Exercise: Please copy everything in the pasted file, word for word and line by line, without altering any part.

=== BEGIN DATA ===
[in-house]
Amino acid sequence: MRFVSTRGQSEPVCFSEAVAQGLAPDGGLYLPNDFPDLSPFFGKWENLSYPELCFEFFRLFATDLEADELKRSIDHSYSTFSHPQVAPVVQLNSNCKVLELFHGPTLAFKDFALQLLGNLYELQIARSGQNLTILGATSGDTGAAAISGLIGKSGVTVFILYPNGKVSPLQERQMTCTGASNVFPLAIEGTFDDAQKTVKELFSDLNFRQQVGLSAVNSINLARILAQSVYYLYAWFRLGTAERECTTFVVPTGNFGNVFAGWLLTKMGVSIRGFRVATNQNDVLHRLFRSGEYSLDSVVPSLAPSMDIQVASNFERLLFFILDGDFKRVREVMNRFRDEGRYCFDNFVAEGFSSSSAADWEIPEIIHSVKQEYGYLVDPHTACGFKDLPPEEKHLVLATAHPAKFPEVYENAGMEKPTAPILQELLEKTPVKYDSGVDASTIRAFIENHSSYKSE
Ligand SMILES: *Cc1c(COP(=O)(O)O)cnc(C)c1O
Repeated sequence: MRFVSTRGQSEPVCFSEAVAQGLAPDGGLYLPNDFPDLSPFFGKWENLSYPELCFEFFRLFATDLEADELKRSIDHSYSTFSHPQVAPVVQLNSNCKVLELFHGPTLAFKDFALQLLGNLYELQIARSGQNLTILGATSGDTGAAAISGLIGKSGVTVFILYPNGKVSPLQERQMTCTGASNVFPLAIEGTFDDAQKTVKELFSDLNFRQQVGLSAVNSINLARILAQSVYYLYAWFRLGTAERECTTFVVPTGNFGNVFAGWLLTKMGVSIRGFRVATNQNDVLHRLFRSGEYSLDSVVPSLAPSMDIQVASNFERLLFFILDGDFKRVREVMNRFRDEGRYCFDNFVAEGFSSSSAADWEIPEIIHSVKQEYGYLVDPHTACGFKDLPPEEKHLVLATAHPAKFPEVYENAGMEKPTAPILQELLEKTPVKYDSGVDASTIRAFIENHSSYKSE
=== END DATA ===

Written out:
[in-house]
Amino acid sequence: MRFVSTRGQSEPVCFSEAVAQGLAPDGGLYLPNDFPDLSPFFGKWENLSYPELCFEFFRLFATDLEADELKRSIDHSYSTFSHPQVAPVVQLNSNCKVLELFHGPTLAFKDFALQLLGNLYELQIARSGQNLTILGATSGDTGAAAISGLIGKSGVTVFILYPNGKVSPLQERQMTCTGASNVFPLAIEGTFDDAQKTVKELFSDLNFRQQVGLSAVNSINLARILAQSVYYLYAWFRLGTAERECTTFVVPTGNFGNVFAGWLLTKMGVSIRGFRVATNQNDVLHRLFRSGEYSLDSVVPSLAPSMDIQVASNFERLLFFILDGDFKRVREVMNRFRDEGRYCFDNFVAEGFSSSSAADWEIPEIIHSVKQEYGYLVDPHTACGFKDLPPEEKHLVLATAHPAKFPEVYENAGMEKPTAPILQELLEKTPVKYDSGVDASTIRAFIENHSSYKSE
Ligand SMILES: *Cc1c(COP(=O)(O)O)cnc(C)c1O
Repeated sequence: MRFVSTRGQSEPVCFSEAVAQGLAPDGGLYLPNDFPDLSPFFGKWENLSYPELCFEFFRLFATDLEADELKRSIDHSYSTFSHPQVAPVVQLNSNCKVLELFHGPTLAFKDFALQLLGNLYELQIARSGQNLTILGATSGDTGAAAISGLIGKSGVTVFILYPNGKVSPLQERQMTCTGASNVFPLAIEGTFDDAQKTVKELFSDLNFRQQVGLSAVNSINLARILAQSVYYLYAWFRLGTAERECTTFVVPTGNFGNVFAGWLLTKMGVSIRGFRVATNQNDVLHRLFRSGEYSLDSVVPSLAPSMDIQVASNFERLLFFILDGDFKRVREVMNRFRDEGRYCFDNFVAEGFSSSSAADWEIPEIIHSVKQEYGYLVDPHTACGFKDLPPEEKHLVLATAHPAKFPEVYENAGMEKPTAPILQELLEKTPVKYDSGVDASTIRAFIENHSSYKSE